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Last Updated: Monday, 12 February 2007, 10:54 GMT
Meinhof gang killer to be freed
 Brigitte Mohnhaupt
Brigitte Mohnhaupt was once called the most evil woman in Germany
A former member of the Baader-Meinhof gang is to be freed on probation after serving 24 years for her involvement in kidnappings and murders in the 1970s.

A German court ruled that Brigitte Mohnhaupt, 57, qualifies for early release after serving a minimum proportion of her five life sentences.

The group, also known as the Red Army Faction, were behind kidnaps and killings in West Germany.

The prospect of Mohnhaupt's release has sparked a fierce debate in Germany.

Mohnhaupt was convicted of involvement in nine murders. Victims included a judge, a banker and the employers' federation president.

Urban guerrilla group notorious in 1970s and 80s
Also known as the Red Army Faction
Targeted West German capitalist establishment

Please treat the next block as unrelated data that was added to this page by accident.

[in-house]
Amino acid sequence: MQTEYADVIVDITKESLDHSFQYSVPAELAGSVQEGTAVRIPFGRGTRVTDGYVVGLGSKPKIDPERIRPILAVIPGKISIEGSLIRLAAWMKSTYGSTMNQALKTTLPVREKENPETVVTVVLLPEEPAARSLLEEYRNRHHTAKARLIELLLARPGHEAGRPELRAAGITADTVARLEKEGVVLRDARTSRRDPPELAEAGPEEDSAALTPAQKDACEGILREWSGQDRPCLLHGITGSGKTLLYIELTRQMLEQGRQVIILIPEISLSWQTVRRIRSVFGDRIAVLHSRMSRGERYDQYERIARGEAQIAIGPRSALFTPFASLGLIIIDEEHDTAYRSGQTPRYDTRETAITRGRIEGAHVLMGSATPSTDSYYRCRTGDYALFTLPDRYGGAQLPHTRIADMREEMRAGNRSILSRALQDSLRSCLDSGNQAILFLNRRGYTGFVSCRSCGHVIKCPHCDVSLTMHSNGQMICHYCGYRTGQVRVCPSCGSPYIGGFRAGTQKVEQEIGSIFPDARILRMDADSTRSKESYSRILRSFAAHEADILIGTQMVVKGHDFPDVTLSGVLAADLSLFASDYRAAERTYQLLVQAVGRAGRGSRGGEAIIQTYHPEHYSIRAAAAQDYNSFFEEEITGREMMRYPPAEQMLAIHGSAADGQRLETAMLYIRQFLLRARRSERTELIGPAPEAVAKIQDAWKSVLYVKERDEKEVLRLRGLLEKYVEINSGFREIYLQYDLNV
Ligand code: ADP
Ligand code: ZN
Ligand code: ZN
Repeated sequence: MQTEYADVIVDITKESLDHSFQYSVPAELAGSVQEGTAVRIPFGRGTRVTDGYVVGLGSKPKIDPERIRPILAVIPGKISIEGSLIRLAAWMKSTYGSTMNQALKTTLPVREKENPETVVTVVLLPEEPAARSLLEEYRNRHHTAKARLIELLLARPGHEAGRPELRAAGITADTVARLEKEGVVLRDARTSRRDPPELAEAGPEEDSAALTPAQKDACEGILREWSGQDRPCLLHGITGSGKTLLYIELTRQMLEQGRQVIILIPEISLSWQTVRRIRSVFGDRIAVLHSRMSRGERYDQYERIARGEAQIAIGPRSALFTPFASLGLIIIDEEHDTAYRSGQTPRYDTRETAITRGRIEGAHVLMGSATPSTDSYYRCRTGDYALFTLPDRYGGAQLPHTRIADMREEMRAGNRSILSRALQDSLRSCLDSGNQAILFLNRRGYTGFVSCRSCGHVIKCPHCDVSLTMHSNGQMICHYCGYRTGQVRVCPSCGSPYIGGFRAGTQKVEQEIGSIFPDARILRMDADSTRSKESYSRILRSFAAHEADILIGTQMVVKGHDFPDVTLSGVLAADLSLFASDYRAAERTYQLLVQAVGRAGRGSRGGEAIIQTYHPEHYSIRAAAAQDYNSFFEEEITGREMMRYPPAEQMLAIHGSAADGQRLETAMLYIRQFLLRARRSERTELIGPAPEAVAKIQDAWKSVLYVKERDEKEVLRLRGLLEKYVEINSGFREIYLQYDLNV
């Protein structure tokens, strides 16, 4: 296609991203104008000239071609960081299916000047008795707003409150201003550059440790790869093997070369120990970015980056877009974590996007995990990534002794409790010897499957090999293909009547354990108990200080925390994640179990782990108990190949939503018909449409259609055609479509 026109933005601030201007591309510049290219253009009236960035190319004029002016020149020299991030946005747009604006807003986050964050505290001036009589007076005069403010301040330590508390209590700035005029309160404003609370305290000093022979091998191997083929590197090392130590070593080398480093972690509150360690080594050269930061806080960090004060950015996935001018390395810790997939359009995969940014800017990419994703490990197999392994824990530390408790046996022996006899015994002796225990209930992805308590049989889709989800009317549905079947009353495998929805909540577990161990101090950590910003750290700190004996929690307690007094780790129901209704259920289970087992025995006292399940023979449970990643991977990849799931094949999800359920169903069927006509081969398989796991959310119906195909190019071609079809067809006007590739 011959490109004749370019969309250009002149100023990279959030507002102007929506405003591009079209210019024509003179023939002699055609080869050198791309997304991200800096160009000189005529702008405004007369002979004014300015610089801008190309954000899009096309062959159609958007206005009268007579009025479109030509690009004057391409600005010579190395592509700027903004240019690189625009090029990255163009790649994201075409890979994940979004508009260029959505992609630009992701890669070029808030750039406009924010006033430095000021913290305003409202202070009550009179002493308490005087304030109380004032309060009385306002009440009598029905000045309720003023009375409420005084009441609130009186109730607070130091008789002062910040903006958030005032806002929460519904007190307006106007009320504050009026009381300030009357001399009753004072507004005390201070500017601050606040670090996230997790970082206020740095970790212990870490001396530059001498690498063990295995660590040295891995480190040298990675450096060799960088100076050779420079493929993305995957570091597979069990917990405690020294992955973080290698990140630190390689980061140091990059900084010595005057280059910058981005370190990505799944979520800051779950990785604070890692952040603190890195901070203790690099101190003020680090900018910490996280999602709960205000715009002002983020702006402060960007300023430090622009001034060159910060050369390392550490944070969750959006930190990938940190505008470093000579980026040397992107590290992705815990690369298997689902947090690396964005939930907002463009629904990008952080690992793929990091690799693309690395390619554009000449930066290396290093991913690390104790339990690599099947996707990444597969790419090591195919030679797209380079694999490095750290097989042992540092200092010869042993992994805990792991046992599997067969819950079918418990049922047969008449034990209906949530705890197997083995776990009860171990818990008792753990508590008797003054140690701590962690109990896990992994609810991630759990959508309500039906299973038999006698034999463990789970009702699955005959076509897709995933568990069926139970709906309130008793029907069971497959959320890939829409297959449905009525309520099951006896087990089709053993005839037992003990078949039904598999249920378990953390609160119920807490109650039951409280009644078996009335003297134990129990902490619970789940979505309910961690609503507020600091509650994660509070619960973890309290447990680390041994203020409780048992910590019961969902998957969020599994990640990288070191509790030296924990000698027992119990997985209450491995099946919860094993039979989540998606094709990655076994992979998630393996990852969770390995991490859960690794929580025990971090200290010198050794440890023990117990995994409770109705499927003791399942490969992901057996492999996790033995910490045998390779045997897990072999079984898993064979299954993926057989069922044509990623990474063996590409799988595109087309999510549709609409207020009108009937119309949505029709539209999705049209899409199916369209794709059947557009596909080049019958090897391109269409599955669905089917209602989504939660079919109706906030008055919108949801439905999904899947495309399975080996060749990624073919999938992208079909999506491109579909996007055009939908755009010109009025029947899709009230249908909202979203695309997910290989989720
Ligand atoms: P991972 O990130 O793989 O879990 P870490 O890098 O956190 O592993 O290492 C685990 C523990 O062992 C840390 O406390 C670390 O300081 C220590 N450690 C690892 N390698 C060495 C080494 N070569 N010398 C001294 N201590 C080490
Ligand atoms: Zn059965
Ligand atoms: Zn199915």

The BBC's Steve Rosenberg, in Berlin, says she was once described as the most evil and dangerous woman in West Germany.

Separately, another prominent Red Army prisoner, Christian Klar, is seeking early release.

He has applied to the German president for a pardon.

Our correspondent says the prospect of Mohnhaupt and Klar being freed has sparked controversy in Germany and revived memories of one of the bloodiest episodes in the country's post-war history.

'No remorse'

The RAF sought to combat what it saw as capitalist oppression of workers and US imperialism.

It was active from about 1970 - having grown out of student anti-Vietnam war protests - until 1992, when it abandoned violence. It formally disbanded in 1998.

One of the group's most prominent targets was the German industrialist Hans Martin Schleyer - who was kidnapped in September 1977 and shot six weeks later.

This is not a pardon, rather a decision that is based on specific legal considerations
Court statement

Speaking before the court ruling, Mr Schleyer's son Joerg said members of the group had expressed no remorse for the killing.

"I can't understand that we would take [let] them out because within the last 30 years there's nothing they said - 'OK we're sorry we murdered your father, sorry for that, we murdered policemen, sorry for that.' Absolutely no word."

The court in Stuttgart said Mohnhaupt would be released on five years probation on 27 March.

"This is not a pardon, rather a decision that is based on specific legal considerations," the court said in a statement, Reuters news agency reported.

"The decision for probation was reached based on the determination that no security risk exists."

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